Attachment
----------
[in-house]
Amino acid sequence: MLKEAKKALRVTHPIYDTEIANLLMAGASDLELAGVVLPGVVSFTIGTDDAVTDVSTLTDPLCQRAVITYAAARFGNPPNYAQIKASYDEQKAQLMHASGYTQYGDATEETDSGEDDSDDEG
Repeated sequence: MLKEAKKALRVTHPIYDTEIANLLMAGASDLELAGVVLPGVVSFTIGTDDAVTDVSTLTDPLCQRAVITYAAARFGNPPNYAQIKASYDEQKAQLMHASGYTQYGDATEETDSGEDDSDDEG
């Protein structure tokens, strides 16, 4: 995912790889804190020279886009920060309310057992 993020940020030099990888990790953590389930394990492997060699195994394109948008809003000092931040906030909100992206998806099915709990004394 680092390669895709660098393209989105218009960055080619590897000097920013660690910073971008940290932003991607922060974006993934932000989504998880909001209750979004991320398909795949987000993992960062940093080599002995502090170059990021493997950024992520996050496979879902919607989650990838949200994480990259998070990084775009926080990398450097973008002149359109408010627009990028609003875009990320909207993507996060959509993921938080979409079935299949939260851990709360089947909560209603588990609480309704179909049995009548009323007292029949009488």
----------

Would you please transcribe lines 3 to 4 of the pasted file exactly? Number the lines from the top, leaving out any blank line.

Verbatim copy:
Repeated sequence: MLKEAKKALRVTHPIYDTEIANLLMAGASDLELAGVVLPGVVSFTIGTDDAVTDVSTLTDPLCQRAVITYAAARFGNPPNYAQIKASYDEQKAQLMHASGYTQYGDATEETDSGEDDSDDEG
């Protein structure tokens, strides 16, 4: 995912790889804190020279886009920060309310057992 993020940020030099990888990790953590389930394990492997060699195994394109948008809003000092931040906030909100992206998806099915709990004394 680092390669895709660098393209989105218009960055080619590897000097920013660690910073971008940290932003991607922060974006993934932000989504998880909001209750979004991320398909795949987000993992960062940093080599002995502090170059990021493997950024992520996050496979879902919607989650990838949200994480990259998070990084775009926080990398450097973008002149359109408010627009990028609003875009990320909207993507996060959509993921938080979409079935299949939260851990709360089947909560209603588990609480309704179909049995009548009323007292029949009488």